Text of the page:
Is the flu shot or nasal spray better to vaccinate kids?

According to the CDC, last year 180 pediatric deaths were reported due to influenza - and about 80 percent of them were in unvaccinated children.  

But when it comes to getting your child vaccinated against the flu, what's best - the flu shot or the nasal spray vaccine?

You might notice that after a 2-year hiatus, the nasal spray vaccine is back. Dr. Frank Esper of Cleveland Clinic Children's says that improvements have made the nasal vaccine more effective, but the flu shot is still preferred.  

"While the mist would be an option, the shot is still the recommendation," he says. "So, this year when children are going - any age over the age of six months - when a child goes to get a flu vaccine, the pediatricians are really going to stress the importance of the flu shot."

Dr. Esper says sometimes parents are leery of the flu shot because they think it'll give their child the flu, but he says that simply isn't true.

"The flu shot is a dead virus shot. You cannot get the flu from the flu shot, and we say this over and over again. It just has dead virus and pieces and parts of that virus [and] it helps your immune system understand what to look for when it's being attacked by flu."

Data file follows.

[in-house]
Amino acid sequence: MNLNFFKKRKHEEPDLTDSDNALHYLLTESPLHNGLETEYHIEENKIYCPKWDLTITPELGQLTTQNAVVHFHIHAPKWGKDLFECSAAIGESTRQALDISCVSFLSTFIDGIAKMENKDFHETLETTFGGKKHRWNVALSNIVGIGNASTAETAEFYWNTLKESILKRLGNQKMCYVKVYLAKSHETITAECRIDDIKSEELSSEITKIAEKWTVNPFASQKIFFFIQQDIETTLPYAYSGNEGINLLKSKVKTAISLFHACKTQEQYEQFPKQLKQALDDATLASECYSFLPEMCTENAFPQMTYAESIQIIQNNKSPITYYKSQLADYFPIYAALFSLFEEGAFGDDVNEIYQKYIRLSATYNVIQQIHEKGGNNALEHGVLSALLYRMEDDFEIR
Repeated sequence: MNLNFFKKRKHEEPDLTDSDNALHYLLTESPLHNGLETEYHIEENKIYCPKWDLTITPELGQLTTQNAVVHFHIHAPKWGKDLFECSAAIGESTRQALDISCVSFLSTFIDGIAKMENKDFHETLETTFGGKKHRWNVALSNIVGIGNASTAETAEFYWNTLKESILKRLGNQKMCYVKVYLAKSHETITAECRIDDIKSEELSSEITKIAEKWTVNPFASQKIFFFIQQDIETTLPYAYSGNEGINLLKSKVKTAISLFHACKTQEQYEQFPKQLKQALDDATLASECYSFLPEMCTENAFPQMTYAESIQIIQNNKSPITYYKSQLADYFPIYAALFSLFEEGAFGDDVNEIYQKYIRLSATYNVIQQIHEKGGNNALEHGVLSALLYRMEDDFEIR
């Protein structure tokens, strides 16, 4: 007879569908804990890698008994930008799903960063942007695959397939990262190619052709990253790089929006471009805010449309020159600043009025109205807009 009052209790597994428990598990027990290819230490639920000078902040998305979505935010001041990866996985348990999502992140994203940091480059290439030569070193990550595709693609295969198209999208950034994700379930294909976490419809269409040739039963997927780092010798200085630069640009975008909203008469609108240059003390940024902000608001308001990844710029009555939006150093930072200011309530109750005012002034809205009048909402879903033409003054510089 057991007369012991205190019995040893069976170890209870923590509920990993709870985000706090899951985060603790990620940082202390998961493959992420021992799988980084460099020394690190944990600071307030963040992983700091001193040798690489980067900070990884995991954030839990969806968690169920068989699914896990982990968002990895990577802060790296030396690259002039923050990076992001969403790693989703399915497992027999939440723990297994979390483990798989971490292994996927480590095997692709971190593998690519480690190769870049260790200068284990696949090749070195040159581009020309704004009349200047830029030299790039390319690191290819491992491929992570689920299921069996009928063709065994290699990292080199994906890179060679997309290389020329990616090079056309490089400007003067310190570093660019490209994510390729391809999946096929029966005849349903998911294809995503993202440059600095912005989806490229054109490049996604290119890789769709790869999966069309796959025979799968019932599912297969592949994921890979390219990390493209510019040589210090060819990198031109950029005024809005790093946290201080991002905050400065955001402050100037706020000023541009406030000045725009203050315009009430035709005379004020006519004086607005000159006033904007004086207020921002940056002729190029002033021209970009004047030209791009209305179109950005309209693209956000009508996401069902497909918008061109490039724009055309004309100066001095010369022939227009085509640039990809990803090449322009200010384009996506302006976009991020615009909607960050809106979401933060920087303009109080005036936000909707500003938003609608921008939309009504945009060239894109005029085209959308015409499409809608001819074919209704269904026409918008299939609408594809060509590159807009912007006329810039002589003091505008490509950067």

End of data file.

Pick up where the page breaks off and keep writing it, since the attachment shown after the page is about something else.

The flu can lead to pneumonia and other life-threatening complications.  

Dr. Esper says having your child vaccinated can protect them from the flu - but it also protects people around them who may be high risk.

"There are a lot of people that we know who are really at risk for having really bad flu, people who have asthma, or people who have bad immune systems because they're undergoing some medications that's reducing their immune system, or they have cancer or you have a baby, and newborn babies cannot get the flu vaccine, but they can really get bad flu."

Remember, the flu shot can take two to four weeks before it's fully effective, so it's best to be vaccinated sooner than later.  

The flu mist is only available for non-pregnant individuals ages 2-49. Dr. Esper says if you have a child who's terrified of needles and you're avoiding the flu shot because of it, the nasal vaccine is an option. It's more important to receive any flu vaccination than none at all.

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